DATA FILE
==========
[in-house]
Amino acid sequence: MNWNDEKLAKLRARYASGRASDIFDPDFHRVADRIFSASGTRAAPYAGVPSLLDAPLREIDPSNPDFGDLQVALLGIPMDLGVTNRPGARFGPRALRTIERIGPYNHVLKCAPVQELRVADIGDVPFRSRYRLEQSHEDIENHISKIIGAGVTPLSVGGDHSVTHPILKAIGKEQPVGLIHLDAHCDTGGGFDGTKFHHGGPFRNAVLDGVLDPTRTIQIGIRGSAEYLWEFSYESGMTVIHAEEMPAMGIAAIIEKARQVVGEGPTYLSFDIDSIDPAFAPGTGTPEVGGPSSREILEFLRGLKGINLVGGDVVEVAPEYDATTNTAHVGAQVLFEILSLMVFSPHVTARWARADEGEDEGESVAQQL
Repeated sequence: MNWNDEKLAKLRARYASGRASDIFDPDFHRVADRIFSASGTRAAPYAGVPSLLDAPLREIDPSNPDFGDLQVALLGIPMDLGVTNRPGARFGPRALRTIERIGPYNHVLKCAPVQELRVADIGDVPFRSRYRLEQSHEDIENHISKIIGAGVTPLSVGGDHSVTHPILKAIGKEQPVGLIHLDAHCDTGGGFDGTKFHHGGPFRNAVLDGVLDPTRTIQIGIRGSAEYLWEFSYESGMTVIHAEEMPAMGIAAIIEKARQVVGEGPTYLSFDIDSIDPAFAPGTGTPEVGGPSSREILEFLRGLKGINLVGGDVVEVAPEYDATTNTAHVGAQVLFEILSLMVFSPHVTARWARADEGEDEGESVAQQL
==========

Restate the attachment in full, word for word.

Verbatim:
[in-house]
Amino acid sequence: MNWNDEKLAKLRARYASGRASDIFDPDFHRVADRIFSASGTRAAPYAGVPSLLDAPLREIDPSNPDFGDLQVALLGIPMDLGVTNRPGARFGPRALRTIERIGPYNHVLKCAPVQELRVADIGDVPFRSRYRLEQSHEDIENHISKIIGAGVTPLSVGGDHSVTHPILKAIGKEQPVGLIHLDAHCDTGGGFDGTKFHHGGPFRNAVLDGVLDPTRTIQIGIRGSAEYLWEFSYESGMTVIHAEEMPAMGIAAIIEKARQVVGEGPTYLSFDIDSIDPAFAPGTGTPEVGGPSSREILEFLRGLKGINLVGGDVVEVAPEYDATTNTAHVGAQVLFEILSLMVFSPHVTARWARADEGEDEGESVAQQL
Repeated sequence: MNWNDEKLAKLRARYASGRASDIFDPDFHRVADRIFSASGTRAAPYAGVPSLLDAPLREIDPSNPDFGDLQVALLGIPMDLGVTNRPGARFGPRALRTIERIGPYNHVLKCAPVQELRVADIGDVPFRSRYRLEQSHEDIENHISKIIGAGVTPLSVGGDHSVTHPILKAIGKEQPVGLIHLDAHCDTGGGFDGTKFHHGGPFRNAVLDGVLDPTRTIQIGIRGSAEYLWEFSYESGMTVIHAEEMPAMGIAAIIEKARQVVGEGPTYLSFDIDSIDPAFAPGTGTPEVGGPSSREILEFLRGLKGINLVGGDVVEVAPEYDATTNTAHVGAQVLFEILSLMVFSPHVTARWARADEGEDEGESVAQQL